Olvera Street is the place where the city of Los Angeles began – a colourful piece of Spanish history that sits in the heart of downtown LA!
Quite literally one small block, Olvera Street is a joyful, noisy and colourful celebration of the original Spanish Pueblo de Los Angeles settlement.
The perfect spot to pick up a colourful piñata, a leather gaucho hat, a flamenco dress or Day of The Dead mask, Olvera Street may be touristy, but it’s still a fun piece of the cultural puzzle that is the city of Los Angeles
Established by Spanish settlers on the fringes of an Indian village in the 1700s, the street has undergone many changes. Take a free 50-minute tour (Tuesdays through Saturday) with the Las Angelitas del Pueblo civic group to learn about the history. Or simply drop in to the Avila Adobe, which sits on the Union Station side of Olvera Street.
Built in 1818 by Francisco Jose Avila (the mayor or Los Angeles in 1810) when the state was still under Spanish rule, Avila Adobe was variously commandeered as a military headquarters by the invading North American army under Robert Stockton, used as restaurant and then a rooming house for transients before being condemned in 1926 by the City Health Department. Thankfully, local luminary Christine Sterling began a public campaign that saved the building and it is now a museum recounting the neighbourhood’s history.
Today the main attractions are the two rows of market stalls (think Mexican wrestling masks, handmade crafts and accessories and beautiful Spanish dresses) the restaurants featuring Mexican cuisine, as well as mariachi musicians and Mexican dancers. For the most flamboyant performances and celebrations, arrive on one of the Spanish holidays – Los Tres Reyes, Blessing of the Animals, Los Angeles City Birthday, Cinco de Mayo, Mexican Independence Day, Dia de los Muertos, the Day of the Virgin of Guadalupe and Las Posadas. However, any day of the year feels festive here…
Why go This is where it all began, baby! Plus it’s colourful, cultural and fun – for half an hour or half a day!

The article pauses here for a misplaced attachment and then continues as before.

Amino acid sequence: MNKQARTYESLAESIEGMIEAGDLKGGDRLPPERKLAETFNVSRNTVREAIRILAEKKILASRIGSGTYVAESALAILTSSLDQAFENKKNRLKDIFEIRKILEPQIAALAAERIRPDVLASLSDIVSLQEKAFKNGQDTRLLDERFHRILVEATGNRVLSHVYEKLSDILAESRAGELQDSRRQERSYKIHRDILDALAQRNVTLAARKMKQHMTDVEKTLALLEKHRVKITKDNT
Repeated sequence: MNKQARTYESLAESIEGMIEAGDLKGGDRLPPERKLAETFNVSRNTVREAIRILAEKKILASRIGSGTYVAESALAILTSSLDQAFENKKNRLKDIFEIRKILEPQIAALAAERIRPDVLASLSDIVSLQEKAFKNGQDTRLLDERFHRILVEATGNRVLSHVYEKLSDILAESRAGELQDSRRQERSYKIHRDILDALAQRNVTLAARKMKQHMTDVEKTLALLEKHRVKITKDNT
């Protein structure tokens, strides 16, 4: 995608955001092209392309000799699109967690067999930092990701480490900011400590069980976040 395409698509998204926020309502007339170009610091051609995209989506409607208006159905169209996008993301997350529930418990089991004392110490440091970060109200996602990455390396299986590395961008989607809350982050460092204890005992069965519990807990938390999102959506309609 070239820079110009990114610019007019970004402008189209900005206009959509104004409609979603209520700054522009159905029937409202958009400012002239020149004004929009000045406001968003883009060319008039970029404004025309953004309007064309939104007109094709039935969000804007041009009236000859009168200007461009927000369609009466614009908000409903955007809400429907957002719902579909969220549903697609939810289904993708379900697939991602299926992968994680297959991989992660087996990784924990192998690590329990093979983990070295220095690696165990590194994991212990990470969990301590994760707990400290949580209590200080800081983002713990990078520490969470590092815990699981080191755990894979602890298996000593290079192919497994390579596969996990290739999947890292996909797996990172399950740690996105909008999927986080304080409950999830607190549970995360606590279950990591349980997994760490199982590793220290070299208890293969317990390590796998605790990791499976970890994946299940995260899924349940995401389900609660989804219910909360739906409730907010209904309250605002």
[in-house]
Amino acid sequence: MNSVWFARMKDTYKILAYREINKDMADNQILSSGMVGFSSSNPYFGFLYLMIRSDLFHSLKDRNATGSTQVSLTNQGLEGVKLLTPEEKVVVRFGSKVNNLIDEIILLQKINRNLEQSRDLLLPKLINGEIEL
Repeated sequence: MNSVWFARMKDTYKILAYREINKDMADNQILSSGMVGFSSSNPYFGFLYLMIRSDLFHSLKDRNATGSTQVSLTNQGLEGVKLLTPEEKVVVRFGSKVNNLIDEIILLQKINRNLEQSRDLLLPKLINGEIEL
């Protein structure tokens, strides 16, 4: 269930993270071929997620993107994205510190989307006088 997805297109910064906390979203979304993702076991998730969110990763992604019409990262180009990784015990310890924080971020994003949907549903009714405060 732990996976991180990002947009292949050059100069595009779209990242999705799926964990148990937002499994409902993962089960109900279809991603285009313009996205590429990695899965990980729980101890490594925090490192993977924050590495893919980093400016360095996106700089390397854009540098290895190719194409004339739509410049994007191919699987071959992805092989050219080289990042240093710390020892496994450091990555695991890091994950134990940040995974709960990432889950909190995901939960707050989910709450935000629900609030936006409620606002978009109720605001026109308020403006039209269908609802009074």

Who is it best for Culture vultures who don’t mind a bit of touristy kitsch.
Top tip Don’t feel nervous about arriving here by public transport – the entrance to Grand Union Station is directly across from Olvera Street – and be sure to leave enough time to take a walking tour around the downtown area while you are here (see While You are In The Area, below).
Facilities Toilets are located in the main square under the round pagoda and there are plenty of restaurants for snacks large and small.
Highlights for kids Probably the scariest mask or the most colourful dress at the market stalls or in the shops. However, they will also be lured by the promise of a caramel-filled churro from Mr Churro’s.
While in the area Visit on a Sunday, and you’ll see the hive of activity that is La Placita Church in The Plaza. Dedicated in 1822, this official California Historical Monument now has approximately 10,000 weekly attendees. And don’t miss out on the fabulous modern landmarks that are within walking distance too. The Walt Disney Concert Hall is only a few blocks away, and nearby Grand Park is a wonderful space for children to enjoy an (unofficial) splash in the shallow fountain while parents partake of a coffee in the square.